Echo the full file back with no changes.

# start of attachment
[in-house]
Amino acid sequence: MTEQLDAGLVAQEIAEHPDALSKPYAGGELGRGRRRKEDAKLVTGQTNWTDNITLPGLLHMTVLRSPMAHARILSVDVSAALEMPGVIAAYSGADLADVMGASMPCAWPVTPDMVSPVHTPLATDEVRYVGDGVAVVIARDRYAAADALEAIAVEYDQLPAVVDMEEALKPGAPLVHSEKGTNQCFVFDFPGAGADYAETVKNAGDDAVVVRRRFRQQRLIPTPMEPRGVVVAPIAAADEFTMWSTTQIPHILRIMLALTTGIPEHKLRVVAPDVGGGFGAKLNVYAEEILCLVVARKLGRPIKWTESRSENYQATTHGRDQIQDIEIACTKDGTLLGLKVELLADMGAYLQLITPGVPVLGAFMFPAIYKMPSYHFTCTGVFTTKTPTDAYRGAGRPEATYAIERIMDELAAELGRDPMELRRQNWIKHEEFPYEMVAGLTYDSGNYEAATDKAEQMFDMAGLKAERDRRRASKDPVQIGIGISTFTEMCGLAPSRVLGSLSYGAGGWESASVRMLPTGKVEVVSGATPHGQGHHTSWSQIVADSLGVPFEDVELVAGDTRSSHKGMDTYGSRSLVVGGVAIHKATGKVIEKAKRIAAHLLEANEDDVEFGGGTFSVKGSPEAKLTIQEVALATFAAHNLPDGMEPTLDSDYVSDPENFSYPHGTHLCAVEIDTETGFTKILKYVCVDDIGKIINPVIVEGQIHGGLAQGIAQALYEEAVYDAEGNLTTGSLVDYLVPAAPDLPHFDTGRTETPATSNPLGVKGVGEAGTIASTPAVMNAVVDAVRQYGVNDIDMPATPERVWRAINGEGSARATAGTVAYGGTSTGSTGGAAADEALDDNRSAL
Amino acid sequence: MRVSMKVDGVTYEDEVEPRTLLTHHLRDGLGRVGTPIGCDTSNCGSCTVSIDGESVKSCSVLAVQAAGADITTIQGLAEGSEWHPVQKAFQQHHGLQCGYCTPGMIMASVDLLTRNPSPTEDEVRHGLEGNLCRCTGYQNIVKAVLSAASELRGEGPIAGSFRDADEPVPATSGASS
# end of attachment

[in-house]
Amino acid sequence: MTEQLDAGLVAQEIAEHPDALSKPYAGGELGRGRRRKEDAKLVTGQTNWTDNITLPGLLHMTVLRSPMAHARILSVDVSAALEMPGVIAAYSGADLADVMGASMPCAWPVTPDMVSPVHTPLATDEVRYVGDGVAVVIARDRYAAADALEAIAVEYDQLPAVVDMEEALKPGAPLVHSEKGTNQCFVFDFPGAGADYAETVKNAGDDAVVVRRRFRQQRLIPTPMEPRGVVVAPIAAADEFTMWSTTQIPHILRIMLALTTGIPEHKLRVVAPDVGGGFGAKLNVYAEEILCLVVARKLGRPIKWTESRSENYQATTHGRDQIQDIEIACTKDGTLLGLKVELLADMGAYLQLITPGVPVLGAFMFPAIYKMPSYHFTCTGVFTTKTPTDAYRGAGRPEATYAIERIMDELAAELGRDPMELRRQNWIKHEEFPYEMVAGLTYDSGNYEAATDKAEQMFDMAGLKAERDRRRASKDPVQIGIGISTFTEMCGLAPSRVLGSLSYGAGGWESASVRMLPTGKVEVVSGATPHGQGHHTSWSQIVADSLGVPFEDVELVAGDTRSSHKGMDTYGSRSLVVGGVAIHKATGKVIEKAKRIAAHLLEANEDDVEFGGGTFSVKGSPEAKLTIQEVALATFAAHNLPDGMEPTLDSDYVSDPENFSYPHGTHLCAVEIDTETGFTKILKYVCVDDIGKIINPVIVEGQIHGGLAQGIAQALYEEAVYDAEGNLTTGSLVDYLVPAAPDLPHFDTGRTETPATSNPLGVKGVGEAGTIASTPAVMNAVVDAVRQYGVNDIDMPATPERVWRAINGEGSARATAGTVAYGGTSTGSTGGAAADEALDDNRSAL
Amino acid sequence: MRVSMKVDGVTYEDEVEPRTLLTHHLRDGLGRVGTPIGCDTSNCGSCTVSIDGESVKSCSVLAVQAAGADITTIQGLAEGSEWHPVQKAFQQHHGLQCGYCTPGMIMASVDLLTRNPSPTEDEVRHGLEGNLCRCTGYQNIVKAVLSAASELRGEGPIAGSFRDADEPVPATSGASS